Robot Love was the artistic translation of a widely held public debate on the rise of robots in our daily lives. The exponential growth of technology is cause for optimism, but also presents us with ethical dilemmas. Despite the tools at our disposal to be in contact with each other, a larger group of people feels lonelier than ever. Robots fill the gap in the demand for care, attention, love and sex.

The mission of Robot Love was to generate attention for humanity in the midst of advancing algorithms and AI. Robot Love started from an optimistic view; Robot Love embraces the arrival of robots and AI, because it also offers opportunities to become better people. At the same time, the less attractive consequences of these disruptive technologies are also being researched. Robot Love goes along with the positive welcome of robotics, but also uses the context to emphasize the human side. There is room for fascination, also for conflict, for vulnerability and especially for love. Robot Love does this by organizing a large-scale art event with an exhibition and a public program. In a publication experts give their take on the themes of Robot Love.

Robot Love
Visiting Address (Office):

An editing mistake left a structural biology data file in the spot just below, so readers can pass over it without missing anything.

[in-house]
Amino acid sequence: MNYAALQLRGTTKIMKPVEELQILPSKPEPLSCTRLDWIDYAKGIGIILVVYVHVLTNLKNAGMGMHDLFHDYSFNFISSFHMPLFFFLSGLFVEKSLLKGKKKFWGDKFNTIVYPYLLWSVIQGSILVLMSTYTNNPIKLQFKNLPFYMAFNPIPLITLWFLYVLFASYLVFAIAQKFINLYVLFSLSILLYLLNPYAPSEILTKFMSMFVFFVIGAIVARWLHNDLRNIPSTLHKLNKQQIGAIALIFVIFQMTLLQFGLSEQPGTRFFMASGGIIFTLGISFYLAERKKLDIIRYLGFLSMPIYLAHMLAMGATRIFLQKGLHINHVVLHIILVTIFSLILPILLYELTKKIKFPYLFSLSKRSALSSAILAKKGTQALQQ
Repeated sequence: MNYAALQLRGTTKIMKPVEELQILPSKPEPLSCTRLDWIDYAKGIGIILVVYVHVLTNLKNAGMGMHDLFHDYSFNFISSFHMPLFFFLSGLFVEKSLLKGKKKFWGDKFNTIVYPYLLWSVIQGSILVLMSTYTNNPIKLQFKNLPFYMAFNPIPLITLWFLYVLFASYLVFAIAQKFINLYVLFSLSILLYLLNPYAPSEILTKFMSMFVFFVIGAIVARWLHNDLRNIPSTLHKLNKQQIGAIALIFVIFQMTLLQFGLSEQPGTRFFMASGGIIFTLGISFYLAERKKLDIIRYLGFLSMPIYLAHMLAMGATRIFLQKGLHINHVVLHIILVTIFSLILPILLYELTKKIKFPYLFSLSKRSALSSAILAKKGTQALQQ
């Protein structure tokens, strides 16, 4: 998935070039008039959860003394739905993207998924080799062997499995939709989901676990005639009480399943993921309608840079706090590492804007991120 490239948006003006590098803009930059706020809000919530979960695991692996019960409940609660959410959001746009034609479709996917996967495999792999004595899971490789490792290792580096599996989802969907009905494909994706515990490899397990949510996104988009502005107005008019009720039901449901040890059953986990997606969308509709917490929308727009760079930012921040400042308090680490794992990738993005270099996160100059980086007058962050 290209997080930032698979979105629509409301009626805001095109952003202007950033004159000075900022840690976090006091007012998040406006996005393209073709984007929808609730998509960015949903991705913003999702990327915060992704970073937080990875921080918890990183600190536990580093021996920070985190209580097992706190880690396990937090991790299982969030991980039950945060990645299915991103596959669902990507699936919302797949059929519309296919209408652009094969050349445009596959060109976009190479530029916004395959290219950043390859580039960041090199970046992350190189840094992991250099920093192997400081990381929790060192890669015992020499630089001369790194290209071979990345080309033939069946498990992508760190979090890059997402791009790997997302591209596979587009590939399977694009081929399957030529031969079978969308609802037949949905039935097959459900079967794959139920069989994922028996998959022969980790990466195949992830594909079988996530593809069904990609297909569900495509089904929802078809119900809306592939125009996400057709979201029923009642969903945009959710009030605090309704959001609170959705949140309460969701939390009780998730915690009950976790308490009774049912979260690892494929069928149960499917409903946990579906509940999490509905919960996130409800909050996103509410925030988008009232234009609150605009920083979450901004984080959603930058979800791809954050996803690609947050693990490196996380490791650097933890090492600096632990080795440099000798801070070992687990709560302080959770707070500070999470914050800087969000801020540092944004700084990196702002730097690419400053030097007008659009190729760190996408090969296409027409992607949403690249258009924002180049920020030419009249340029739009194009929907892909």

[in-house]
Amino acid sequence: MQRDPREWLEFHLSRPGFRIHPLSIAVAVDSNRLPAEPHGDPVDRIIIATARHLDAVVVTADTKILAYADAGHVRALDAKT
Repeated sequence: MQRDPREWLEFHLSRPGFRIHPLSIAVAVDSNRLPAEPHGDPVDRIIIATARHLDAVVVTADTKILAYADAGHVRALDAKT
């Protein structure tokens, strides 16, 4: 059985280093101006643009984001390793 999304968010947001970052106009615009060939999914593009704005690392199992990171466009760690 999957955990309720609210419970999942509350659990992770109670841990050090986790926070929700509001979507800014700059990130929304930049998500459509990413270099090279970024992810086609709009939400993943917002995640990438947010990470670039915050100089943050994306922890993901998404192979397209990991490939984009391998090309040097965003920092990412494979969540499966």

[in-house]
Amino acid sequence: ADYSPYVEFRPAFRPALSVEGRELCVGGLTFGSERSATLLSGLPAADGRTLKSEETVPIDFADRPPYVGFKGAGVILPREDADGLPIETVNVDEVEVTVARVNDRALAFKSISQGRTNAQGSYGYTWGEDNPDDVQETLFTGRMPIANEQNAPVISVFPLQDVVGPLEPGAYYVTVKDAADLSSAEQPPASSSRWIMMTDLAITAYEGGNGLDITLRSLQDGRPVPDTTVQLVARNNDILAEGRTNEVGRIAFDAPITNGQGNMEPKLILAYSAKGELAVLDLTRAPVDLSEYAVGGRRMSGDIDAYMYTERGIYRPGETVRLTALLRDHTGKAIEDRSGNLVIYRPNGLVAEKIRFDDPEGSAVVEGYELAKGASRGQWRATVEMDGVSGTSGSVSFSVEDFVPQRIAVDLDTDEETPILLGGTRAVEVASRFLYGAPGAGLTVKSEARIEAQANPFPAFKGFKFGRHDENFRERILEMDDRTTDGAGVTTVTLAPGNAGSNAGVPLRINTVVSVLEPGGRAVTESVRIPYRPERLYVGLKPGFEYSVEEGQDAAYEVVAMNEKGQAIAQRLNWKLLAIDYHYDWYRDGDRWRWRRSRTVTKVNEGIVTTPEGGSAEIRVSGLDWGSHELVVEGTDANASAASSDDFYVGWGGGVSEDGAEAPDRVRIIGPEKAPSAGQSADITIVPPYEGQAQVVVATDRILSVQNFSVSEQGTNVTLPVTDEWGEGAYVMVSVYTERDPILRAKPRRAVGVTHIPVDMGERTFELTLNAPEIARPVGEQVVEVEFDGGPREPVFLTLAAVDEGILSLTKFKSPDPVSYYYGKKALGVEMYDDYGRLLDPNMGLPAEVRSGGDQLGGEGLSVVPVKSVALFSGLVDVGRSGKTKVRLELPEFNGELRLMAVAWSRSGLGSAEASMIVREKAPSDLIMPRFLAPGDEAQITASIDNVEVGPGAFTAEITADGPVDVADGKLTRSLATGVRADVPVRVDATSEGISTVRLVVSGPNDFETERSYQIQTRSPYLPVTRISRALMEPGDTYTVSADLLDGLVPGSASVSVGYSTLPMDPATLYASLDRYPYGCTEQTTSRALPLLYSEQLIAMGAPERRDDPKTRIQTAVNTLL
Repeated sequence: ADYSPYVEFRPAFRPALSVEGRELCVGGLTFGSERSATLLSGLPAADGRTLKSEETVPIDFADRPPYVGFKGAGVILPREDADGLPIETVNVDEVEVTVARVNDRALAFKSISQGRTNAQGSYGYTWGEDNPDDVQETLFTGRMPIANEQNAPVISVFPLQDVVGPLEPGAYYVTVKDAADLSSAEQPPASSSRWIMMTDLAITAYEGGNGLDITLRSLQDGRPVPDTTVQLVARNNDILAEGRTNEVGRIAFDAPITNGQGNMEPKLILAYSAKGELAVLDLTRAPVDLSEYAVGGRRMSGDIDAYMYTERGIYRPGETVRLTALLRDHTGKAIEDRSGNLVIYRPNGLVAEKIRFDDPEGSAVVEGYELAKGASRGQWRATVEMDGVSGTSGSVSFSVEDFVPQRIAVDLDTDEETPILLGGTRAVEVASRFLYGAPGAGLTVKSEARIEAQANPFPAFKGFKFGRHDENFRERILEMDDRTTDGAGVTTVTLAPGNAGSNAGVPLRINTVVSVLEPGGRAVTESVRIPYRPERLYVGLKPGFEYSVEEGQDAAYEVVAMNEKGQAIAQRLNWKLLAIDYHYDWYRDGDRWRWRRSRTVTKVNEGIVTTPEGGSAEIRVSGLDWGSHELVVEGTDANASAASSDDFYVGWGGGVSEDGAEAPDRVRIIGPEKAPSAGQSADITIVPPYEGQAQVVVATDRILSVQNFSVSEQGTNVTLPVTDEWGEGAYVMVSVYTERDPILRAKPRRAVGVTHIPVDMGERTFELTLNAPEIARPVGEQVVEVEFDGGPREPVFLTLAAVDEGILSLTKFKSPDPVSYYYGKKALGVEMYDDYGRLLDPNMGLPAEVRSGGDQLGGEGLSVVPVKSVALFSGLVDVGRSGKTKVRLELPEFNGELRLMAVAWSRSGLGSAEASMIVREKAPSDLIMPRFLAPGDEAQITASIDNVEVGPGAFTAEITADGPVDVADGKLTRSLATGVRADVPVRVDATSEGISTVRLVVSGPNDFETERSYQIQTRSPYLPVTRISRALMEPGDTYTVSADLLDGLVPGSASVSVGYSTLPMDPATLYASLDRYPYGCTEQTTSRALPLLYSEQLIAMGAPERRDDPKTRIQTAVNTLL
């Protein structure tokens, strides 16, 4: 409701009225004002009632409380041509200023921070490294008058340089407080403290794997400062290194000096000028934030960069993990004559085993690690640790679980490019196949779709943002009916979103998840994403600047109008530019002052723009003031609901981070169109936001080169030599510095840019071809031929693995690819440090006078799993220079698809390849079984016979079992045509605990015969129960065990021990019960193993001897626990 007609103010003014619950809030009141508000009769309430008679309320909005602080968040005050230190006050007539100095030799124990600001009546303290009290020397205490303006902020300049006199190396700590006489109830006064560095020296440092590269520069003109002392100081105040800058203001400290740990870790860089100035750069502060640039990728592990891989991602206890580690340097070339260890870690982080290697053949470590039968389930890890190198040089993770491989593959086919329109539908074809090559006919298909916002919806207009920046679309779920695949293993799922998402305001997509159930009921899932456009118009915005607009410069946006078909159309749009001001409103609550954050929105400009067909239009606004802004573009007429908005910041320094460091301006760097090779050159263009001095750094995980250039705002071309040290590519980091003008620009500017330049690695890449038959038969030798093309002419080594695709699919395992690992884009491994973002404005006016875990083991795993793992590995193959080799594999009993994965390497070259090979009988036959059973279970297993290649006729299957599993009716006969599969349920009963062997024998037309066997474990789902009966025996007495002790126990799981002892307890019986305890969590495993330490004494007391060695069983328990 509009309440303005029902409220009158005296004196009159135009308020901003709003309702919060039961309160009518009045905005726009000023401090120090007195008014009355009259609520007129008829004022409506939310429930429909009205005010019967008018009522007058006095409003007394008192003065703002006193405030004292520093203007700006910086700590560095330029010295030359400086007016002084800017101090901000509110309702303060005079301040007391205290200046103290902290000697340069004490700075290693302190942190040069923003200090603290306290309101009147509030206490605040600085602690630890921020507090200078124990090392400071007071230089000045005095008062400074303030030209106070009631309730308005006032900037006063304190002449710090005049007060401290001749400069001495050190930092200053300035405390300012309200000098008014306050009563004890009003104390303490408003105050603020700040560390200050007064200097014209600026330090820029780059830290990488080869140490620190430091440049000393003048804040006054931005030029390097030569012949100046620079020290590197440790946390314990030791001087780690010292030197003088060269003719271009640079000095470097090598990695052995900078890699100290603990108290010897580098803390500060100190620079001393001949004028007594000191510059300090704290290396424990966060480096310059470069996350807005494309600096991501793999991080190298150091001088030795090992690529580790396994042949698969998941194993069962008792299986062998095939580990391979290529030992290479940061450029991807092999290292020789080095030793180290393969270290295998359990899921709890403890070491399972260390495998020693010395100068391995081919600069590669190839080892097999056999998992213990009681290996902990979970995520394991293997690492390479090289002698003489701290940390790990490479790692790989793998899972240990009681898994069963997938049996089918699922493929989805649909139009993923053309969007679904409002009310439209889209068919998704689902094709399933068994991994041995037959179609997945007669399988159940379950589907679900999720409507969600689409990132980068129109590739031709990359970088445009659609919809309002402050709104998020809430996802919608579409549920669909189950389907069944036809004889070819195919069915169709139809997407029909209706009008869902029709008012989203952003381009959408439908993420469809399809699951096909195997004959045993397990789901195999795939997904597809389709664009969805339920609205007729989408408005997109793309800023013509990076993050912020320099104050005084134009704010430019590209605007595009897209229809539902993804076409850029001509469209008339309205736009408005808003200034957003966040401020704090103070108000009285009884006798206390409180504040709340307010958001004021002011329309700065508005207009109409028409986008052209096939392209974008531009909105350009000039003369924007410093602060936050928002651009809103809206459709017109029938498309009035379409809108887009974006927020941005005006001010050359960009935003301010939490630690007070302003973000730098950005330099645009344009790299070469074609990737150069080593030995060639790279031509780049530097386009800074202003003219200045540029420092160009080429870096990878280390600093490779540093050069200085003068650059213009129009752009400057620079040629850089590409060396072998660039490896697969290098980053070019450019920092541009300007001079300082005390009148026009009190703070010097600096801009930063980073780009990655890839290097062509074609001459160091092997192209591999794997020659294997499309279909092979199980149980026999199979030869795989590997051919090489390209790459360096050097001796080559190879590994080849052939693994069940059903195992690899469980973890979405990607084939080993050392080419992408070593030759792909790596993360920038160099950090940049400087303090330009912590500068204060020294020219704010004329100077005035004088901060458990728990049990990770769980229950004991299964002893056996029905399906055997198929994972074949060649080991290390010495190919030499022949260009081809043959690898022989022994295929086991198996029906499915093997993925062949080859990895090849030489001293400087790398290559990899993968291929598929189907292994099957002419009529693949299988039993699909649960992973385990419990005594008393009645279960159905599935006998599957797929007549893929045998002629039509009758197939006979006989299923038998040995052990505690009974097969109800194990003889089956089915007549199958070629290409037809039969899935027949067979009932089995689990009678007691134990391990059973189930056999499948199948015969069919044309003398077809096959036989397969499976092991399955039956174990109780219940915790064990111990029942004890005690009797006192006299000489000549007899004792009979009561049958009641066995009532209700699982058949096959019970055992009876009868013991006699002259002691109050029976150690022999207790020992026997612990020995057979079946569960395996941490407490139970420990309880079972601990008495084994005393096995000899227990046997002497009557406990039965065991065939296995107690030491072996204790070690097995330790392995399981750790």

Apparatenfabriek – Strijp-S
Torenallee 34 (6th floor)
5617 BD Eindhoven
The Netherlands
T: +31 6 33091322

Walking the DogPaul Segers | Hacking Habitat

Robot Love has been organised by the Niet Normaal Foundation, previously responsible for, among others, Niet NormaalJa Natuurlijk and recently Hacking Habitat.

Why Robot Love?

Robot Love investigated what love can do in a context of robotisation and artificial intelligence. Man and machine have been hand in hand for millennia. Technology and machines repeatedly offer new ways to externalize ourselves – cooking, language, agriculture, machines, artificial intelligence – in order to increase our chances of survival. However, with the design of those new environments we also influence ourselves. Robotisation challenges us to think about who we are and how we want to relate to each other.

Robot Love seduced the audience with a current topic and has put the theory into practice. Robotisation and cobotization will drastically change our lives. Robot Love played with the question: are we the masters or do we become slaves? Are we going to outsource love and attention to robots? Or do we use artificial intelligence to consult with ourselves: are we human? Are we rational machines, focused on personal gain, or empathic and social? Is attention scarce or do we find time/ways to distribute love proportionally through digitization and robotisation? Does the future promise an impoverishment or inclusion with democratization of love as a goal?

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